Autumn has finally arrived in my little part of the world. It’s one of my favourite times of the year, only matched by Spring.
Autumn for me is when colour really comes into the landscape. Sure Spring has a lot to offer but the beautiful reds, yellows and oranges of Autumn far surpass anything produced by Spring. Where better to see it than they Gwydyr Forest which is located in Conwy county borough and the Snowdonia National Park in Wales. It takes its name from the ancient Gwydir Estate, established by the John Wynn family of Gwydir Castle, which owned this area.
Occupying an undulating plateau and reaching to between 700 and 1,000 feet (210 and 300 m) above sea level, the forest is divided by the valleys of the rivers Llugwy, Lledr, and Machno, all of which are tributaries of the River Conwy.
Within the forest there are numerous lakes including Llyn Geirionydd which lies in a valley where the northern edge of the Gwydyr Forest meets the lower slopes of the Carneddau mountains.
Llyn Geirionydd is the only stretch of water in Snowdonia where it is permitted to use power boats or water ski. In all the times I have visited I’ve only ever seen these canoes on the lake.
The lake can be reached by car from Trefriw or Llanrwst in the Conwy valley, the lane passing through the hamlet of Llanrhychwyn, or from the road through the Gwydyr Forest. Access is not particularly easy by either route.
On a small hill overlooking Llyn Geirionydd stands the Taliesin Monument, which commemorates the sixth century Welsh bard, Taliesin (c. 534 – c. 599), the earliest poet of the Welsh language whose work has survived. He was chief bard in the courts of at least three kings of Britain, and is associated with the Book of Taliesin, a text from the tenth century containing his poems. He lived in the area, mainly on the shores of Llyn Geirionydd, where he is also stated to be buried.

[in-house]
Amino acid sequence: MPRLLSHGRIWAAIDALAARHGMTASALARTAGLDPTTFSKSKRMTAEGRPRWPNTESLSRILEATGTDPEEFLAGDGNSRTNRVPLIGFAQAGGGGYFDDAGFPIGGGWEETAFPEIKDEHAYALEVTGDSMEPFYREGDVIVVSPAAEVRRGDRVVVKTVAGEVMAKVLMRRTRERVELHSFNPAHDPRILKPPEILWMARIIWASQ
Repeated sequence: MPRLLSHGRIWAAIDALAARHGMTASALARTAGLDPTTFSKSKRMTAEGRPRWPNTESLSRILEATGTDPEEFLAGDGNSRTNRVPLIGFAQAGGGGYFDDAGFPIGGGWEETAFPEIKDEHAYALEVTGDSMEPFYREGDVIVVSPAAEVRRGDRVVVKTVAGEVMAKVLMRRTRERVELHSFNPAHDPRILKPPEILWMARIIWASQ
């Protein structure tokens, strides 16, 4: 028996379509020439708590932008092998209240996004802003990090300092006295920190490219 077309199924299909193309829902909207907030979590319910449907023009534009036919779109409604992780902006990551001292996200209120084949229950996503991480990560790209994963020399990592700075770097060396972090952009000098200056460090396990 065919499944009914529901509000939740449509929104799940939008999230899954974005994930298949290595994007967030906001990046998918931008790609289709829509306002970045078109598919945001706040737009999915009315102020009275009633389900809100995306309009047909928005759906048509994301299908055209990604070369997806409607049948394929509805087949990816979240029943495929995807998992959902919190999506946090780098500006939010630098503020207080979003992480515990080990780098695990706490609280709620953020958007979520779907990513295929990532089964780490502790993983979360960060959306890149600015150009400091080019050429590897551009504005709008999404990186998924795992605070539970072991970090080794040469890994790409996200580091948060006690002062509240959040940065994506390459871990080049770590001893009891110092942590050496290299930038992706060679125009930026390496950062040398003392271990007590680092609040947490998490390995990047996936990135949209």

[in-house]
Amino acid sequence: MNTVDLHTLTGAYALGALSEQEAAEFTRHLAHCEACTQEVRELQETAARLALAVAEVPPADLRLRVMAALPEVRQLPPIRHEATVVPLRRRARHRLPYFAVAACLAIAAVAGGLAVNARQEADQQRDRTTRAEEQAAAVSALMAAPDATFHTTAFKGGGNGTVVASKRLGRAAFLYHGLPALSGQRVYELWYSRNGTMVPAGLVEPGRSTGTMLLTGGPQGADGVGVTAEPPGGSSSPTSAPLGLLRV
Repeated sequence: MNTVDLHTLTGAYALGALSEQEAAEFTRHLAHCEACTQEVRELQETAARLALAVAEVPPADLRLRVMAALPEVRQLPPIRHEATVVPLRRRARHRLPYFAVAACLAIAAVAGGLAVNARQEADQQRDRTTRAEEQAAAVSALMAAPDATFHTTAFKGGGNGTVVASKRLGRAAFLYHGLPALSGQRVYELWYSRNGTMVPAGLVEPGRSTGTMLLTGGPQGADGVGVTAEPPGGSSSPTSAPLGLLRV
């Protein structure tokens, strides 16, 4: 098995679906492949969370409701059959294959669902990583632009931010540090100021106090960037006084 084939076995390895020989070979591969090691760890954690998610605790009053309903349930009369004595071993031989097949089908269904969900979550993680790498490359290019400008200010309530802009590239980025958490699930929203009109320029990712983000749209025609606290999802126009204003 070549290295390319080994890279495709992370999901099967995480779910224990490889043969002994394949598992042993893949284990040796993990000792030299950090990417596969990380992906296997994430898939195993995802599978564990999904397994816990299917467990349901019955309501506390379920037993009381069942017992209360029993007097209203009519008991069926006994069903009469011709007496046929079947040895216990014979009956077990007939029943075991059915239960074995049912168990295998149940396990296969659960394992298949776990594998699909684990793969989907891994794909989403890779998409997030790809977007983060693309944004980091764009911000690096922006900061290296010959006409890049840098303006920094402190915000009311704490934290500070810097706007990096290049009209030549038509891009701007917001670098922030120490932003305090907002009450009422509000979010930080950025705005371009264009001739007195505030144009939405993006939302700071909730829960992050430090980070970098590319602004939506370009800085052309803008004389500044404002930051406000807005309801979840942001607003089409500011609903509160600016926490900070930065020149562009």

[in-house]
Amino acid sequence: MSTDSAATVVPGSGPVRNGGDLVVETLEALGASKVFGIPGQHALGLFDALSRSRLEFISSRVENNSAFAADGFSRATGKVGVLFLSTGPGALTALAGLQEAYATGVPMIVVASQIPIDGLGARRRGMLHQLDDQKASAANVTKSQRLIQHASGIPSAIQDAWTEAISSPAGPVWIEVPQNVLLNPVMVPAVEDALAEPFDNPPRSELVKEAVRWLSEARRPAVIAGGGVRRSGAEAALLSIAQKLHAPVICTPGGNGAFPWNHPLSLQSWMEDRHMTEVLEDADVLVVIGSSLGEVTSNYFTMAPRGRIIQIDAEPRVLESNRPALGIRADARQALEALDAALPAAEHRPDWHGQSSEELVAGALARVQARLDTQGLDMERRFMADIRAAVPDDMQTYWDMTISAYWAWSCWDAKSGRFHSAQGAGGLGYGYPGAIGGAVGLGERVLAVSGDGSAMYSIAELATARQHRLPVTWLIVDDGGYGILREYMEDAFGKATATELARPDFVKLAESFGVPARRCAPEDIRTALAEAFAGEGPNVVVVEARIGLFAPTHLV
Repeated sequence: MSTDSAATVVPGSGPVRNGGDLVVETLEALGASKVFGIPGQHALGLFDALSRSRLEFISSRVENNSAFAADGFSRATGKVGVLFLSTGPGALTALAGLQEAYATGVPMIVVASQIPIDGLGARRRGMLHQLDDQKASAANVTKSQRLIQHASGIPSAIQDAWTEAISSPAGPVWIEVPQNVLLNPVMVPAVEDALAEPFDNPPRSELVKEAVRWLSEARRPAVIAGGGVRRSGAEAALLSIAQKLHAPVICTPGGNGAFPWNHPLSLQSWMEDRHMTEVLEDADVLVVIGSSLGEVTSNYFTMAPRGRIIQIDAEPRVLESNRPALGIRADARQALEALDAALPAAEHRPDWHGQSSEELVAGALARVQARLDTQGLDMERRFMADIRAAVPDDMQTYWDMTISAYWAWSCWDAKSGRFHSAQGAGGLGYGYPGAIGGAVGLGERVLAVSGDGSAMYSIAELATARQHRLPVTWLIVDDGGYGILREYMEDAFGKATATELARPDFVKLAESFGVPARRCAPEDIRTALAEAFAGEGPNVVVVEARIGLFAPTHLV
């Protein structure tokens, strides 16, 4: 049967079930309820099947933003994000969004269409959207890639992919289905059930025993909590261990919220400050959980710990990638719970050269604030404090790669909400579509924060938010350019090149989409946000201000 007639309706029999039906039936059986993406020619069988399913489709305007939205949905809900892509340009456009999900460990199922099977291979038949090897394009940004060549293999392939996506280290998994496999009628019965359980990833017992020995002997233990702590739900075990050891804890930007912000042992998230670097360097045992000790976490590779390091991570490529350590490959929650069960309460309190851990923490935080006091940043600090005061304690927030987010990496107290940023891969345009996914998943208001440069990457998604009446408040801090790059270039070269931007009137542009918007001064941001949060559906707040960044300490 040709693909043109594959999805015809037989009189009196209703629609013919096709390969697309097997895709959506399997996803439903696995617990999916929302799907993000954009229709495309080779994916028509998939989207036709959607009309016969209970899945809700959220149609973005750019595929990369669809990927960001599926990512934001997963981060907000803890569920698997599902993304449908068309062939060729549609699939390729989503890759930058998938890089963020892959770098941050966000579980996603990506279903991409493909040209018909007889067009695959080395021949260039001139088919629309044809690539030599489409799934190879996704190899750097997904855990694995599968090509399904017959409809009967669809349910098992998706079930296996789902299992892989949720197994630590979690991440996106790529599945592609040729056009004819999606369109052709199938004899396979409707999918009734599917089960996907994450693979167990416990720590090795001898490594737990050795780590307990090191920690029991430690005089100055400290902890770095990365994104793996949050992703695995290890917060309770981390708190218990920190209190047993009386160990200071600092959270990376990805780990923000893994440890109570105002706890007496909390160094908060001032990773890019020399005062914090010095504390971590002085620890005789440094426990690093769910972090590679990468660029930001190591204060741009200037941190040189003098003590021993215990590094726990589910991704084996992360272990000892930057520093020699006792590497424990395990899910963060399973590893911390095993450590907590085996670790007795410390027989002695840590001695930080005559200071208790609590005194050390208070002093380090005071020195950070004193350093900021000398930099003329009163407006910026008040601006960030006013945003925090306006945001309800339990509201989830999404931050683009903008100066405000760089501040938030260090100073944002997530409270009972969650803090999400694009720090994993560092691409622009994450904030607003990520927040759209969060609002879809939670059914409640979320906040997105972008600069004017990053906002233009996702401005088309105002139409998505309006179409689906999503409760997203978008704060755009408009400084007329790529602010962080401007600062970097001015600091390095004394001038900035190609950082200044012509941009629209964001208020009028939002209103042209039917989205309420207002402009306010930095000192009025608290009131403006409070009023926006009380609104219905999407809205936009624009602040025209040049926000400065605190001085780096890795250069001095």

Descending from Llyn Geirionydd, heading for Llanwrst and Betwys-y-Coed (don’t you just love the Welsh place names, I know I do), I came across this newly formed lake. It wasn’t there in the summer but now that the rains are starting to fall it has appeared. Seemed like a good photo opportunity……too good to miss.
Betws-y-Coed was founded around a monastery in the late sixth century. The village lies in the Snowdonia National Park, in a valley near the point where the River Conwy is joined by the River Llugwy and the River Lledr.
In the centre of the village the Pont-y-Pair Falls cascade over rocks and under a bridge, best time to see the falls is after rain and on a fine day.
Now the good thing about these falls is they are free to view. There’s a small car-park nearby (50 pence/1 Hour) which gets busy at the weekend, so if you can, visit during the week.
Just a little upstream from the falls there is a small picnic area where you can sit and watch the river pick up speed as it heads towards the falls.
This will probably be my last landscape photography post for a while. Over the next few weeks I will be concentrating on trying to perfect my bird photography technique, something I really need to improve. I’ll also be working on resurrecting my digital artwork, incorporating some of my photographs and stock images, through the medium of Photoshop.